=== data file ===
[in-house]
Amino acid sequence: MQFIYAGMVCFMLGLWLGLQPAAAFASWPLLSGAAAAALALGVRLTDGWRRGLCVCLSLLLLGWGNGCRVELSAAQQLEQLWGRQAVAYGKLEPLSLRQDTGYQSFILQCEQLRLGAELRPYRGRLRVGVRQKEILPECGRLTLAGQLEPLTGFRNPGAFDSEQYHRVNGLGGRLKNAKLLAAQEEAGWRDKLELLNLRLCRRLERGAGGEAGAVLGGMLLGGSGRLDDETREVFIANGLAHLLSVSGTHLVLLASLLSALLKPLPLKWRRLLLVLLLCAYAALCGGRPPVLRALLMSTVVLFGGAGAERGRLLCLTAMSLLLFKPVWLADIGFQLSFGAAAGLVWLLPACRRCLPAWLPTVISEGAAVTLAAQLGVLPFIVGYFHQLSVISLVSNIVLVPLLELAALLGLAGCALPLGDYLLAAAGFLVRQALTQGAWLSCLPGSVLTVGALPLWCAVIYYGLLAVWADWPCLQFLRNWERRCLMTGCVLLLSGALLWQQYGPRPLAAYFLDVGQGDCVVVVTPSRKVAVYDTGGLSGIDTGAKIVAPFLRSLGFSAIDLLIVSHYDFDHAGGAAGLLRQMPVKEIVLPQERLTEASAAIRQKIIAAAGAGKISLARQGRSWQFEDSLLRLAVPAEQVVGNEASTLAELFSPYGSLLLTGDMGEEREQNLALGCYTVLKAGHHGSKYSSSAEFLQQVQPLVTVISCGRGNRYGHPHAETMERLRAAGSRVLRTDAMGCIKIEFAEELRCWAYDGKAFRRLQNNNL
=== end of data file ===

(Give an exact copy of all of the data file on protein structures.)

[in-house]
Amino acid sequence: MQFIYAGMVCFMLGLWLGLQPAAAFASWPLLSGAAAAALALGVRLTDGWRRGLCVCLSLLLLGWGNGCRVELSAAQQLEQLWGRQAVAYGKLEPLSLRQDTGYQSFILQCEQLRLGAELRPYRGRLRVGVRQKEILPECGRLTLAGQLEPLTGFRNPGAFDSEQYHRVNGLGGRLKNAKLLAAQEEAGWRDKLELLNLRLCRRLERGAGGEAGAVLGGMLLGGSGRLDDETREVFIANGLAHLLSVSGTHLVLLASLLSALLKPLPLKWRRLLLVLLLCAYAALCGGRPPVLRALLMSTVVLFGGAGAERGRLLCLTAMSLLLFKPVWLADIGFQLSFGAAAGLVWLLPACRRCLPAWLPTVISEGAAVTLAAQLGVLPFIVGYFHQLSVISLVSNIVLVPLLELAALLGLAGCALPLGDYLLAAAGFLVRQALTQGAWLSCLPGSVLTVGALPLWCAVIYYGLLAVWADWPCLQFLRNWERRCLMTGCVLLLSGALLWQQYGPRPLAAYFLDVGQGDCVVVVTPSRKVAVYDTGGLSGIDTGAKIVAPFLRSLGFSAIDLLIVSHYDFDHAGGAAGLLRQMPVKEIVLPQERLTEASAAIRQKIIAAAGAGKISLARQGRSWQFEDSLLRLAVPAEQVVGNEASTLAELFSPYGSLLLTGDMGEEREQNLALGCYTVLKAGHHGSKYSSSAEFLQQVQPLVTVISCGRGNRYGHPHAETMERLRAAGSRVLRTDAMGCIKIEFAEELRCWAYDGKAFRRLQNNNL